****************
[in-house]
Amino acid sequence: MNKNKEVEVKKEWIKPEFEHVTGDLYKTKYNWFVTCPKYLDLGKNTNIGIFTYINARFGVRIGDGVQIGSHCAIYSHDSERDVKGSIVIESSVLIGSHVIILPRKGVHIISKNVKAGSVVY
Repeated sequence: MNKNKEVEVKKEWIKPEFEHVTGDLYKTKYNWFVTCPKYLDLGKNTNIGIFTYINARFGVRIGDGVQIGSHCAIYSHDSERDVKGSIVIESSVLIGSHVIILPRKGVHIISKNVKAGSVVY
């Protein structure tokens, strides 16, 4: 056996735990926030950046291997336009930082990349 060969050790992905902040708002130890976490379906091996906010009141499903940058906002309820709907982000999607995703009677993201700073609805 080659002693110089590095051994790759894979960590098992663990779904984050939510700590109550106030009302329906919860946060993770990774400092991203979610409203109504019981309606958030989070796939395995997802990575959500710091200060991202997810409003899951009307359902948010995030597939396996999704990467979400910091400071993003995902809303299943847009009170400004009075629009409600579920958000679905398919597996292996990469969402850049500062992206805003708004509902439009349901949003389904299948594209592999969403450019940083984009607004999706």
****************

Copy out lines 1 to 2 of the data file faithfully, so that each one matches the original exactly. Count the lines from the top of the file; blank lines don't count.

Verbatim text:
[in-house]
Amino acid sequence: MNKNKEVEVKKEWIKPEFEHVTGDLYKTKYNWFVTCPKYLDLGKNTNIGIFTYINARFGVRIGDGVQIGSHCAIYSHDSERDVKGSIVIESSVLIGSHVIILPRKGVHIISKNVKAGSVVY